Monday, February 02, 2009

New Review: Twelfth Night, or What You Will

For Back Stage.

Here's the tease:

Director J.R. Sullivan's production of Shakespeare's Twelfth Night for the Pearl Theatre Company made me think about cartoons. Not those in which the characters are so exaggerated that only an animator could have invented them, but those in which characters are just slightly larger than reality. True, the play itself operates in this vein with its tale of twins Viola and Sebastian, separated in a shipwreck, and how mistaken identities and interlocking romances unfurl in the idyll of Illyria. But it's this revival's invigorating acting that demonstrates the difference between clever cartoon and merely coy caricature.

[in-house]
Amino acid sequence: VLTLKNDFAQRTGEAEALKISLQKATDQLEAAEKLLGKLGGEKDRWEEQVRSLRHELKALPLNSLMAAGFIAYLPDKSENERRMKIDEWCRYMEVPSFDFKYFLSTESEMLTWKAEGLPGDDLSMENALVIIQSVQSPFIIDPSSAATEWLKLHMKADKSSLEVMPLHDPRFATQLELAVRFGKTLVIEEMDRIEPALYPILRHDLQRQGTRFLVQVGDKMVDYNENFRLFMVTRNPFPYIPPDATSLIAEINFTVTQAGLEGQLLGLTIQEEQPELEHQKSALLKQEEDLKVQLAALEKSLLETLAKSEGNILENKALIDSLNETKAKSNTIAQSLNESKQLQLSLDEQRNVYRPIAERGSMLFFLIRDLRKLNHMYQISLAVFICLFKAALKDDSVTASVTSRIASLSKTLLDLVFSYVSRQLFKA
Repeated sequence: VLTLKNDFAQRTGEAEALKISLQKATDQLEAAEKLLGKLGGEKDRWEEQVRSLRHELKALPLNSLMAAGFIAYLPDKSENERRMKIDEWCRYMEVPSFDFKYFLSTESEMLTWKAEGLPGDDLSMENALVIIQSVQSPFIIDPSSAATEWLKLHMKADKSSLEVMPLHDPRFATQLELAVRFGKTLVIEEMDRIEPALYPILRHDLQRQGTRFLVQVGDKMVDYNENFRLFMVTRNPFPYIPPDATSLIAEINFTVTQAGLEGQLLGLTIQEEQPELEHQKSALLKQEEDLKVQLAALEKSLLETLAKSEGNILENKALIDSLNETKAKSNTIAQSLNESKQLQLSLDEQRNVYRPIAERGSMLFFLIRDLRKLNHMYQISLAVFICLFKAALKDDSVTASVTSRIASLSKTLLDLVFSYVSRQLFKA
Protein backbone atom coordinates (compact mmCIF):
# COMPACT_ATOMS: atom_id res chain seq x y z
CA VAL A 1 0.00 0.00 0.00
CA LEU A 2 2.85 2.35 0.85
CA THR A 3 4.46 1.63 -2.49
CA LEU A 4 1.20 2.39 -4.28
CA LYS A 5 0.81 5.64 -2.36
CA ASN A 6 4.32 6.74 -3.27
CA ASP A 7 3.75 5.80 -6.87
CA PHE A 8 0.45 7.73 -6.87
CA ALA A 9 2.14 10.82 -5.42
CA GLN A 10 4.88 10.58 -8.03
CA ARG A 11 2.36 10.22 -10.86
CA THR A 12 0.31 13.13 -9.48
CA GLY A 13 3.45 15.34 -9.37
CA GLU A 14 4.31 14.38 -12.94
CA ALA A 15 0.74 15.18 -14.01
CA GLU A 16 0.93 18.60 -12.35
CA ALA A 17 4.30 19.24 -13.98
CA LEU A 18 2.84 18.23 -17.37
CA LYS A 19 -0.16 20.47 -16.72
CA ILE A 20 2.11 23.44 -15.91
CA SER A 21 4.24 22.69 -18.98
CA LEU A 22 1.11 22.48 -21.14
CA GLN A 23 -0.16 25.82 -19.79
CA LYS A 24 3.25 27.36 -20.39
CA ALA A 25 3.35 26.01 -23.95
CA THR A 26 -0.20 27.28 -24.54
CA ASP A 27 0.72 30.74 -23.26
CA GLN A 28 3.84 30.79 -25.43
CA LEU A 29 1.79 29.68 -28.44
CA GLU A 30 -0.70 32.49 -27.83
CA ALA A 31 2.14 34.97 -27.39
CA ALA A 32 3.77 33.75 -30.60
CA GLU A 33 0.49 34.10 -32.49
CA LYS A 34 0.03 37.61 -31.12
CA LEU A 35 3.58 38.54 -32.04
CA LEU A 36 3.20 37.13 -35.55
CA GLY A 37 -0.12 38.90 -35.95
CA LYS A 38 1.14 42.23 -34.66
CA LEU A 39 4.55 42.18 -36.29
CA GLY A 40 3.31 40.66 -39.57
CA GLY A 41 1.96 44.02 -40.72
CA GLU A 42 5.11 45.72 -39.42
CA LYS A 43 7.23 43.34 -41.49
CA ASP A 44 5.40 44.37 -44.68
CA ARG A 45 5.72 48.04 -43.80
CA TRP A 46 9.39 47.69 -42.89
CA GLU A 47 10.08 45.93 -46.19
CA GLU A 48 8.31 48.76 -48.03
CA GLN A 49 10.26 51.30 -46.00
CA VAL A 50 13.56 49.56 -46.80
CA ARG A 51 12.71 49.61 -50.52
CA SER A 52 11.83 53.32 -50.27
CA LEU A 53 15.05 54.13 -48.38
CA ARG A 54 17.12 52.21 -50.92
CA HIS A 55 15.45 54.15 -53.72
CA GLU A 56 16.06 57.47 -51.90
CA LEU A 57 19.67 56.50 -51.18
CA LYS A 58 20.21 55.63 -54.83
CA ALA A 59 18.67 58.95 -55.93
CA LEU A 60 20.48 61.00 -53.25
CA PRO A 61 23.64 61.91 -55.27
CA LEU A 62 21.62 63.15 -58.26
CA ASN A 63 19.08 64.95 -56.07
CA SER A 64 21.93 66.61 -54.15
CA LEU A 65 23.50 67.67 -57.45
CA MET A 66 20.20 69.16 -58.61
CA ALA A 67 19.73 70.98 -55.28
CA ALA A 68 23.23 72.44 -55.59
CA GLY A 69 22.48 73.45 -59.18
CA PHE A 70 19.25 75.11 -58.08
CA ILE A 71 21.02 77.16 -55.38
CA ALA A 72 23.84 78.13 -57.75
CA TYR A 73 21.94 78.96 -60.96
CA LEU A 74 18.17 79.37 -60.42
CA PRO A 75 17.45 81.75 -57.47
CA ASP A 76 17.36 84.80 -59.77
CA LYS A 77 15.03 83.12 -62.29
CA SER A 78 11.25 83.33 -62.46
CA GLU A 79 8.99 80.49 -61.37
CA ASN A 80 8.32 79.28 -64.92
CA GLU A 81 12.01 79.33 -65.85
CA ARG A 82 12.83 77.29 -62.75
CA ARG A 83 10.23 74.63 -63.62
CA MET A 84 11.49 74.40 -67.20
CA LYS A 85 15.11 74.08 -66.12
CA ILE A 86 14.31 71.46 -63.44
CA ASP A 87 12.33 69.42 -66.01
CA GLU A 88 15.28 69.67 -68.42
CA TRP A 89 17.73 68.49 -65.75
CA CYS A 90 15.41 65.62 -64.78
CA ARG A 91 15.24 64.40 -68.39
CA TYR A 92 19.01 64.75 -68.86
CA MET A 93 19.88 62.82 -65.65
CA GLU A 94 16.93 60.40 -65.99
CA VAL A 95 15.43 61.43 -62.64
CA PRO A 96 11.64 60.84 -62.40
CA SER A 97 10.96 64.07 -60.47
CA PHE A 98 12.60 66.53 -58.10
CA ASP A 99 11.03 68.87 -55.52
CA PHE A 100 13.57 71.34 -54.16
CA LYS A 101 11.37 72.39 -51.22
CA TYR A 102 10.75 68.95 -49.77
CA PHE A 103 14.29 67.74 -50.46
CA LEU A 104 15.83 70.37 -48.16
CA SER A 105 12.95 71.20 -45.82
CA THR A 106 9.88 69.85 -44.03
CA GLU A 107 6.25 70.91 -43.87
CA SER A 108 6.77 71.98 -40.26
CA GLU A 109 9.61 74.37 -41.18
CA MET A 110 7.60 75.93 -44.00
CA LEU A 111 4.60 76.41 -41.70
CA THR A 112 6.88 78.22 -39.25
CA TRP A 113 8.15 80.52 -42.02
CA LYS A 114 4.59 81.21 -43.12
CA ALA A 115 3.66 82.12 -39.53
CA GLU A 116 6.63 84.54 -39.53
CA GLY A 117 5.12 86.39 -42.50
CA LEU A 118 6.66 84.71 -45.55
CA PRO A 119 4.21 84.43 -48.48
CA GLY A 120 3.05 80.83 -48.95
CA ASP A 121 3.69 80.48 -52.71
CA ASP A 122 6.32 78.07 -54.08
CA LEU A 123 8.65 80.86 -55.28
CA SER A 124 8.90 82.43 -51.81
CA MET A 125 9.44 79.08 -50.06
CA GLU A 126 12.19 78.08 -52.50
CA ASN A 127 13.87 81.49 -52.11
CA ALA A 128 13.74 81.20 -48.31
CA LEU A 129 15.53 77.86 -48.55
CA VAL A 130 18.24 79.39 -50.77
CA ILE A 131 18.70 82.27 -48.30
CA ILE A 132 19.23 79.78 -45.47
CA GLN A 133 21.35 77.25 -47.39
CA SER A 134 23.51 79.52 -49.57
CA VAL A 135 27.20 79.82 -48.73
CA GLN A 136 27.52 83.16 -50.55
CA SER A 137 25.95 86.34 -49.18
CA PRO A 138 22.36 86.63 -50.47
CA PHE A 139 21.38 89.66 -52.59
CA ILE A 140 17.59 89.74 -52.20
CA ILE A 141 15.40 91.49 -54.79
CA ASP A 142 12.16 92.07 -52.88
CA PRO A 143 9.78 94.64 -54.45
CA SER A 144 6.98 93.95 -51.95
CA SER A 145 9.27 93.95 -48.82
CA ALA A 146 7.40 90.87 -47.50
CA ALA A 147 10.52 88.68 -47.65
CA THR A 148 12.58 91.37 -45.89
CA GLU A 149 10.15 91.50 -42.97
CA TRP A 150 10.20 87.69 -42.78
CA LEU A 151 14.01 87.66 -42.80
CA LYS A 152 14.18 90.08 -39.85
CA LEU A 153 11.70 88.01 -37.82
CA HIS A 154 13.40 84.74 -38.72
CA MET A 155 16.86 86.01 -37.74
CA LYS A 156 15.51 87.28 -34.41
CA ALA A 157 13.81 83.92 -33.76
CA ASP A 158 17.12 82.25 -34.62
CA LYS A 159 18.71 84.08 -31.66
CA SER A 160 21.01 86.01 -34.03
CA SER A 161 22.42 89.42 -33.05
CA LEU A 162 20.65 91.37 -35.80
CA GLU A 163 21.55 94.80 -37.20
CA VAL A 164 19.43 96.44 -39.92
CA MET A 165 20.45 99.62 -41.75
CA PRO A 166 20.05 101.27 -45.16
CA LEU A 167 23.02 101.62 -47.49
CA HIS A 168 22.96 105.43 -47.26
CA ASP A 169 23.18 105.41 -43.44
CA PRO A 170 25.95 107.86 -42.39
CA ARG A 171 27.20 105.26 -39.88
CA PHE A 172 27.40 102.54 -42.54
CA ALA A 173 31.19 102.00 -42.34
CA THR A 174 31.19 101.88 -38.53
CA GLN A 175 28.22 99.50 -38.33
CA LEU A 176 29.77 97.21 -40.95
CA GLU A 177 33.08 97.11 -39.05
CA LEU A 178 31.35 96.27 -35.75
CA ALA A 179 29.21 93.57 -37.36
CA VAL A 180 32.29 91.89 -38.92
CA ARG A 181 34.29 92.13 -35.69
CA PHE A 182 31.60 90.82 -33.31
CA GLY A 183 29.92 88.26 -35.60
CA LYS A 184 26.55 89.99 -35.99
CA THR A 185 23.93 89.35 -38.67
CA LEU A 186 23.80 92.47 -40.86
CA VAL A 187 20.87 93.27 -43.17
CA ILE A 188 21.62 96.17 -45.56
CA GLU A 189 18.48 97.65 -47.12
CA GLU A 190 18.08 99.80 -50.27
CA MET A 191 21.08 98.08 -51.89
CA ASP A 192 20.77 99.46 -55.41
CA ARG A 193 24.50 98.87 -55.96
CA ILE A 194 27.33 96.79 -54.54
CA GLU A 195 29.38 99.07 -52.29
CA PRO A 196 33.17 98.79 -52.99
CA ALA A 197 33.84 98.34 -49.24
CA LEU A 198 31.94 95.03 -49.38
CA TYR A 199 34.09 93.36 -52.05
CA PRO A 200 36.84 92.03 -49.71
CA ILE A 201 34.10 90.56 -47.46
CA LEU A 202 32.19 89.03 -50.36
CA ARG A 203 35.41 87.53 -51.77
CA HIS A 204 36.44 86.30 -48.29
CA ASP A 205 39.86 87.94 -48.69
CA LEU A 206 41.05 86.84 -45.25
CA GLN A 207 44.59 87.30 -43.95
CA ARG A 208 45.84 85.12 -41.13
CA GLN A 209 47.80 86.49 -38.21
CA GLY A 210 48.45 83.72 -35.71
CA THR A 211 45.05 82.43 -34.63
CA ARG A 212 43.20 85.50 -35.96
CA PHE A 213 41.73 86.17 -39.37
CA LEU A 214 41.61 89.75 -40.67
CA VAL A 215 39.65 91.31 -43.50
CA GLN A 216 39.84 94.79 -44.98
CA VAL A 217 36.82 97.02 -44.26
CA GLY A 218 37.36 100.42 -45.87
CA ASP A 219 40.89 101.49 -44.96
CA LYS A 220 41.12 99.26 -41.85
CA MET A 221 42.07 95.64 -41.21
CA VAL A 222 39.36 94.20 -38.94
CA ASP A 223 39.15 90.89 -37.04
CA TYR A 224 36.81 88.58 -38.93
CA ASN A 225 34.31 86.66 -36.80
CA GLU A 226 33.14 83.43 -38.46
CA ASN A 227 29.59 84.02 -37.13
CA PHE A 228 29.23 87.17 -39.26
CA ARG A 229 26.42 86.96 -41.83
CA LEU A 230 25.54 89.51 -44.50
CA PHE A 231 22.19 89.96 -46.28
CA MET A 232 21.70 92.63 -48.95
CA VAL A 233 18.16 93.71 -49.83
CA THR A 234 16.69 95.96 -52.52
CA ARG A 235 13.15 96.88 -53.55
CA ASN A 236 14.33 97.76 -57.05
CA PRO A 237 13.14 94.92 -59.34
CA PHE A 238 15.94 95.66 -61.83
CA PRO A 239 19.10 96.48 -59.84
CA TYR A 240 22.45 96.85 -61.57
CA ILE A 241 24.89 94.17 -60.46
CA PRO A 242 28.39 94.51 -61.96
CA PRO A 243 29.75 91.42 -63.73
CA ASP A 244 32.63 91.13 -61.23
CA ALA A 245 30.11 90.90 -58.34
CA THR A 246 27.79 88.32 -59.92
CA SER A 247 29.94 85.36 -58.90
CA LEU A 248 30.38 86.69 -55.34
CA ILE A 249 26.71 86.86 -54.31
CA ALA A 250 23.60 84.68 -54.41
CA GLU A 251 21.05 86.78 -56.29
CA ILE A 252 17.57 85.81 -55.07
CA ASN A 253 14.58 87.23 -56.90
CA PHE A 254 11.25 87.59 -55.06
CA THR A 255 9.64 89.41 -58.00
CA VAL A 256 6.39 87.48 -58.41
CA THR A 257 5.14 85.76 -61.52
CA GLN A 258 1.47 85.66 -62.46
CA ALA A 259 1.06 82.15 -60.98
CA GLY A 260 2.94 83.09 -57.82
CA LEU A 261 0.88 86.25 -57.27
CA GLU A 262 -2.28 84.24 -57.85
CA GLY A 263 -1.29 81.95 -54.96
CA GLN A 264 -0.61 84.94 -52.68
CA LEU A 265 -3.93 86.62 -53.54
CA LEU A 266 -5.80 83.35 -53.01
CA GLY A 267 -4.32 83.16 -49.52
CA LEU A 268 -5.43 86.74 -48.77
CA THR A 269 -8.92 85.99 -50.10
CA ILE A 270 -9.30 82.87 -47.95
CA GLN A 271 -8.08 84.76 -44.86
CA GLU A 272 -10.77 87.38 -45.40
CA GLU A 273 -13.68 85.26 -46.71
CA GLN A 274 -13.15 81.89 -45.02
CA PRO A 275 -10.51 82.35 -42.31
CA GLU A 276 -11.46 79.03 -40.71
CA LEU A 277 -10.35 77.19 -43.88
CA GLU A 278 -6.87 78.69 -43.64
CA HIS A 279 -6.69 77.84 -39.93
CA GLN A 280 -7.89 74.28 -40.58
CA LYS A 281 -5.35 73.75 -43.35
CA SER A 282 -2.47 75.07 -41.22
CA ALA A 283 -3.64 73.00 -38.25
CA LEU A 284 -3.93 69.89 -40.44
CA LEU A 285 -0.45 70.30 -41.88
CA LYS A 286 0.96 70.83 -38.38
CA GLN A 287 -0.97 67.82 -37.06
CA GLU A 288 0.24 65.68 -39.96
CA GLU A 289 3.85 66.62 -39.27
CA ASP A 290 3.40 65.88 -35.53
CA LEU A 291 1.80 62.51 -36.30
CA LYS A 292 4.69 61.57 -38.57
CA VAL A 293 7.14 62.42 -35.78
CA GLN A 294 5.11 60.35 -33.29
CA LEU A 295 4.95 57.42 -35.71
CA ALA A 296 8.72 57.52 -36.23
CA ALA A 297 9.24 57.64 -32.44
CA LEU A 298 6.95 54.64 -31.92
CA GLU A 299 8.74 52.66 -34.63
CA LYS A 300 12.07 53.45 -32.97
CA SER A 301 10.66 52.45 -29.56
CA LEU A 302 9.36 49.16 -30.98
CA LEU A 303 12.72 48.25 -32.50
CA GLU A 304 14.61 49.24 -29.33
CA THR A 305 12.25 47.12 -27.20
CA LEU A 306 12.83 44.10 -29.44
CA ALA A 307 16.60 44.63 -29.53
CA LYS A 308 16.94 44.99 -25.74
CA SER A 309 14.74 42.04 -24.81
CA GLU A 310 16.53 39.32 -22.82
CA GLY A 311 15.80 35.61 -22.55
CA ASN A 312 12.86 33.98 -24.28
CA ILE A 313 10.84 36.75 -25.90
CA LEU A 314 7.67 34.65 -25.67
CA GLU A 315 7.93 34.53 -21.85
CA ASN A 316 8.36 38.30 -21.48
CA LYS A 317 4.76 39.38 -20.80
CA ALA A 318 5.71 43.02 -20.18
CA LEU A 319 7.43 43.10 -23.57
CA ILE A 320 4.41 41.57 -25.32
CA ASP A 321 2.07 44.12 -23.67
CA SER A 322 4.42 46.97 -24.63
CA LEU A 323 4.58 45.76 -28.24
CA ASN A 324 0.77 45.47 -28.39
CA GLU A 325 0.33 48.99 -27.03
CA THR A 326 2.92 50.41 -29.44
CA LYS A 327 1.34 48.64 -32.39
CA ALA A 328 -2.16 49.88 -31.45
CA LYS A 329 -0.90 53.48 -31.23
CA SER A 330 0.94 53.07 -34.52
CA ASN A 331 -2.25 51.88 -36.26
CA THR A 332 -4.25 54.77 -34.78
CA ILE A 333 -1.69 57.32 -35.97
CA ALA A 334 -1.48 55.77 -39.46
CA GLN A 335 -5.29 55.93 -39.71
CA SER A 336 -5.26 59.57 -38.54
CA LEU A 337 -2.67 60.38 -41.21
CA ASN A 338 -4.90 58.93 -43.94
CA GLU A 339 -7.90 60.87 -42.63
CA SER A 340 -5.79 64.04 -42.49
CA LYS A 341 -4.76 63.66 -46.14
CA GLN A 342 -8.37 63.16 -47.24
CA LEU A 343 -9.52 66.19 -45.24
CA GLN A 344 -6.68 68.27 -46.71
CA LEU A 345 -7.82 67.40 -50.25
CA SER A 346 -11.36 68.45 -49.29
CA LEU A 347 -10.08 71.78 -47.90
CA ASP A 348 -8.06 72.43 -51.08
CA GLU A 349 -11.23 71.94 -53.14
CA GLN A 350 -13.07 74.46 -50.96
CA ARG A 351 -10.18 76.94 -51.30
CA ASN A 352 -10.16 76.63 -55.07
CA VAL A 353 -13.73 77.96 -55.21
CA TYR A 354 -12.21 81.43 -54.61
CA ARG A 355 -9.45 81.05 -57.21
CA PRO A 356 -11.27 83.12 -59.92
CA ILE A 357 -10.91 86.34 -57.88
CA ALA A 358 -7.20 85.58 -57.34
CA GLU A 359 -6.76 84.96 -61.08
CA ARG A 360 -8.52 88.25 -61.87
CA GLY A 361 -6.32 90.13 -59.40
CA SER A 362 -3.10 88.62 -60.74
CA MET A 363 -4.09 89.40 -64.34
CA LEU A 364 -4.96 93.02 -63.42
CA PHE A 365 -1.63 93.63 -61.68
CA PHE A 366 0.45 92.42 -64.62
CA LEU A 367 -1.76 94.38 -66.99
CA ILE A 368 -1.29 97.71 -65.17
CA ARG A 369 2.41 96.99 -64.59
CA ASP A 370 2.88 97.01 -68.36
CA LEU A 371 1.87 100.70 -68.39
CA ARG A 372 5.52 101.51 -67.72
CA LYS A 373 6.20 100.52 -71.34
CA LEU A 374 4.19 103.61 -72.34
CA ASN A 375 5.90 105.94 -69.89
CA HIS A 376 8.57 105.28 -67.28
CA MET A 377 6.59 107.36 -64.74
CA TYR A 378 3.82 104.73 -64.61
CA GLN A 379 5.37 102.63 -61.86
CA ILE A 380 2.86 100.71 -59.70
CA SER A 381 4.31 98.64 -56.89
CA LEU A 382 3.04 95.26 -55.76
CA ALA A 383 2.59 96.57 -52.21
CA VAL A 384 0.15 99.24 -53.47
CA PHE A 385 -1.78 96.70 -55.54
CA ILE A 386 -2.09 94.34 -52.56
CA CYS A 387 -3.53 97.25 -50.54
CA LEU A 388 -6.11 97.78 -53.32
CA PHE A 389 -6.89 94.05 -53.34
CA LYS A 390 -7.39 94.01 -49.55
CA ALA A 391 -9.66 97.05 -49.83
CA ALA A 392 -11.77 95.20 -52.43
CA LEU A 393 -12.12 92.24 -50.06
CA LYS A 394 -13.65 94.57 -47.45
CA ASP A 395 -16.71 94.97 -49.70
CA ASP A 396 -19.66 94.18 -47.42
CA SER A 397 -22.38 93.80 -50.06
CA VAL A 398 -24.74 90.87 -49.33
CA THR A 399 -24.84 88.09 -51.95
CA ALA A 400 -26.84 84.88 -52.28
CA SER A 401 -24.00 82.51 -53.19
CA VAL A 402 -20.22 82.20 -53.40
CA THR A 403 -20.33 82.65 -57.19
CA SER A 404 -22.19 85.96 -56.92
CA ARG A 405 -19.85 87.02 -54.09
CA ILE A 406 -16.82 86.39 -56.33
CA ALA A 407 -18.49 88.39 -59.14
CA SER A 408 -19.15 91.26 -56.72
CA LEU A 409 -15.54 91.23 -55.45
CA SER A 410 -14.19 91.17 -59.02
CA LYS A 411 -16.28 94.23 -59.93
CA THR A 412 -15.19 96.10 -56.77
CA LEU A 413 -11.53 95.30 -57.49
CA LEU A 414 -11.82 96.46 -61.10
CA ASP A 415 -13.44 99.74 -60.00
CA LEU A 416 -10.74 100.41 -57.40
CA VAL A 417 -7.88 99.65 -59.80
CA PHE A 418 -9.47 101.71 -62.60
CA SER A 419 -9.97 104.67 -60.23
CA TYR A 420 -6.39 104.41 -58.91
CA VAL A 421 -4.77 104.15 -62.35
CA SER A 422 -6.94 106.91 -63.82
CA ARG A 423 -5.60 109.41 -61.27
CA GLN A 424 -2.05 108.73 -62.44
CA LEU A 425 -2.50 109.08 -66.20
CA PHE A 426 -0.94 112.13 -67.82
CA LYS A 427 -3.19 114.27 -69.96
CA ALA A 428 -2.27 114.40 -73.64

Consider Michael Gabriel Goodfriend's dashing Duke Orsino. He's desperately in love with the pert, poised Lady Olivia of Rachel Botchan, and Goodfriend sells that desperation with all the gooeyness of the end of Madame Butterfly. Nor is Orsino the most brazenly comic soul on stage: Those honors naturally go to Olivia's uncle Sir Toby Belch, played with brashly inebriated bombast by Bradford Cover; Olivia's would-be suitor Sir Andrew Aguecheek, played with geeky grandiosity by David L. Townsend; and Feste the clown, played by the prodigiously talented Sean McNall. These three foster lunacy as they plot -- together with Olivia's saucy servant Maria, played as one hell of an earthy stewpot by Robin Leslie Brown -- to exact revenge on Malvolio, Olivia's narcissistic steward.

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